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### Rate of Change Constant?

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Date: 03/20/2002 at 03:27:01
From: Mariam
Subject: Why are (diff(e^x,x)=e^x, sin(x)&sinh(x) similar) ?

Hello Dr. Math,

First I want to thank you for this service.

My first quesion is: int(e^x,x) = e^x diff(e^x,x)=e^x - these are the
formulas, but what I am looking for is not the proof but the verbal
explanation. The rate of change of e^x is e^x. Does this mean that the
rate of change is constant? I don't mean constant number, but in the
same way.

The second question is, why are sinx,cosx,... and sinhx,coshx,....
similar? I don't want the derivation, but the reason, the verbal
explanation.

Mariam
```

```
Date: 03/22/2002 at 15:15:56
From: Doctor Douglas
Subject: Re: Why are (diff(e^x,x)=e^x, sin(x)&sinh(x) similar) ?

Hi, Mariam.

Thanks for submitting your question to the Math Forum.

The basic reason that all of these functions are similar is that there
is a function which, under some operation, remains the same.

Consider the function f(x) = x. If you compose this function with
itself, you end up with what you started with, namely f(f(x)) = x.
Now consider g(x)= -x. Again, if you compose this function with
itself, you obtain g(g(x)) = x. And if you consider p(x) = ix and
q(x) = -ix, iterating these gives you p(p(x)) = i^2*x = -x and
q(q(x)) = -x. For p and q you need to take four iterations to return
to x: p(p(p(p(x)))) = q(q(q(q(x)))) = x.

operations of differentiation and integration. There is one nontrivial
(i.e. not equal to zero everywhere) function f(x) such that if you
differentiate once, you get the same thing:

diff(e^x,x) = e^x

If you differentiate twice, you still get the same thing:

diff(diff(e^x,x),x) = diff(e^x,x) = e^x

Or, by integrating everything once with respect to x (and setting the
constants equal to zero),

diff(e^x,x) = e^x = integral(e^x,x)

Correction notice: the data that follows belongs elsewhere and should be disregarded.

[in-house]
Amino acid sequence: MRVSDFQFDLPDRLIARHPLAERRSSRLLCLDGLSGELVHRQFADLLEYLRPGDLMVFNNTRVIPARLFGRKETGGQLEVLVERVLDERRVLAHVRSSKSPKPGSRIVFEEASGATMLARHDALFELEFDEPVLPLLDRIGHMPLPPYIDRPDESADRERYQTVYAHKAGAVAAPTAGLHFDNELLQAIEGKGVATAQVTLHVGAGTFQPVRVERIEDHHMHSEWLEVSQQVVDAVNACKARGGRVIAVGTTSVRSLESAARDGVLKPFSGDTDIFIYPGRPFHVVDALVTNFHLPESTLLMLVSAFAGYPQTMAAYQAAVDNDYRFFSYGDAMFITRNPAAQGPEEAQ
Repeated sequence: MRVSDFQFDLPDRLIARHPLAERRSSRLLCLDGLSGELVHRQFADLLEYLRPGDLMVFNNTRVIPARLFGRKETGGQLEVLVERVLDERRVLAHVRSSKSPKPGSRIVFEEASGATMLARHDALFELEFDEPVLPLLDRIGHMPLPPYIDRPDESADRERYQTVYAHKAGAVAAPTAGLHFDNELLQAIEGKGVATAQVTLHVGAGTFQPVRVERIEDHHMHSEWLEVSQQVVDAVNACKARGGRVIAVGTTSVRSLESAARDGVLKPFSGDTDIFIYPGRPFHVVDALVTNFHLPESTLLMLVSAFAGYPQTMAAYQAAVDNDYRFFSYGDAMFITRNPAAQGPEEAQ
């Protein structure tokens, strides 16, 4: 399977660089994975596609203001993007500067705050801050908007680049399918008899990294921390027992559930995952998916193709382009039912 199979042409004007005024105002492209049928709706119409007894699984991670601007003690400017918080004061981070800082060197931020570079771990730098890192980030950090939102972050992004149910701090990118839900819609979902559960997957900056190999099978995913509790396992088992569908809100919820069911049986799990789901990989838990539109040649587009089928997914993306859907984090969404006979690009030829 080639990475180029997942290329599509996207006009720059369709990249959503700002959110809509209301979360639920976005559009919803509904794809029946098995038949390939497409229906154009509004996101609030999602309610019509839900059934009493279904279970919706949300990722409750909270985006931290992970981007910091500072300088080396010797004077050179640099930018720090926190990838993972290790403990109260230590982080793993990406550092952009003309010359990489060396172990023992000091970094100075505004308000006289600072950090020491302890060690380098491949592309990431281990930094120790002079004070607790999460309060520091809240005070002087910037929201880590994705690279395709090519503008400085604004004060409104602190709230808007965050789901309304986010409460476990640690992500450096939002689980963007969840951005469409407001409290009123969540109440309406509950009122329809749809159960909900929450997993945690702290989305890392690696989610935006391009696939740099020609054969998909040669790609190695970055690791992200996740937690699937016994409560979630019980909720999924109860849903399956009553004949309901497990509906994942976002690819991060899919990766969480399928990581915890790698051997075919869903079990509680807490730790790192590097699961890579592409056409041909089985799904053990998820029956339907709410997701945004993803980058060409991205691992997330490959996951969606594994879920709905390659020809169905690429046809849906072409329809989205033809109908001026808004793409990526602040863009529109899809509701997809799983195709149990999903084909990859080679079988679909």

In other words, this result is due to the fact that the exponential
function, e^x, has derivative equal to itself, and that it remains the
same under repeated differentiation.

Now, just as with the original functions g above, it's possible to
have the first operation give the negative, so that two operations in
succession give us back what we started:

diff(e^-x,x)         = -e^-x
diff(diff(e^-x,x),x) = -diff(e^-x,x) = +e^-x

Since sinh(x) and cosh(x) are linear combinations of e^x and e^-x,
two differentiations will give us back what we started with.

And as with the original functions p and q, it's possible to
differentiate the complex exponentials e^(ix) and e^(-ix):

diff(e^(ix),x)       = i*e(ix)
diff(e^(-ix),x)      = -i*e(-ix)

The functions sin(x) and cos(x) are linear combinations of these
complex exponentials, so just as with p and q above, after two
differentiations they give us the negative, and after four
differentiations they give us what we started with.

This is why the exponential function is so important: it is the
function that "remains the same" [or at least is very similar in
the case of e^-x or e^(ix)] under the operation of differentiation.

- Doctor Douglas, The Math Forum
http://mathforum.org/dr.math/
```
Associated Topics:
High School Calculus
High School Functions

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